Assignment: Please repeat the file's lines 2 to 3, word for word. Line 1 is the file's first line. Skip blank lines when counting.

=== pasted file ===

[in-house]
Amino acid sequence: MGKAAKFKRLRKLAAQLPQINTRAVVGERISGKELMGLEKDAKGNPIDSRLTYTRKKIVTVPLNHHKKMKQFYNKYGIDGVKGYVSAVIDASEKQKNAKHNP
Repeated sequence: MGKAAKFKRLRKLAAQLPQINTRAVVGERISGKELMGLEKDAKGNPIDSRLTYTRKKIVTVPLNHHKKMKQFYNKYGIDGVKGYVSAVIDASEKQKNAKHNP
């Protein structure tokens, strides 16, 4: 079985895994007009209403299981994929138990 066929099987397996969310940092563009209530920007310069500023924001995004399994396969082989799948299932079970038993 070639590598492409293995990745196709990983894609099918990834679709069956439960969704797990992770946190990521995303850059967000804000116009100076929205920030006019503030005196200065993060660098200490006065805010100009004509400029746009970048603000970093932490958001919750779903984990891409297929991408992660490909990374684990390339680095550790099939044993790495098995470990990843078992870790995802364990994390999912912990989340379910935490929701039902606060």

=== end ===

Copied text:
Amino acid sequence: MGKAAKFKRLRKLAAQLPQINTRAVVGERISGKELMGLEKDAKGNPIDSRLTYTRKKIVTVPLNHHKKMKQFYNKYGIDGVKGYVSAVIDASEKQKNAKHNP
Repeated sequence: MGKAAKFKRLRKLAAQLPQINTRAVVGERISGKELMGLEKDAKGNPIDSRLTYTRKKIVTVPLNHHKKMKQFYNKYGIDGVKGYVSAVIDASEKQKNAKHNP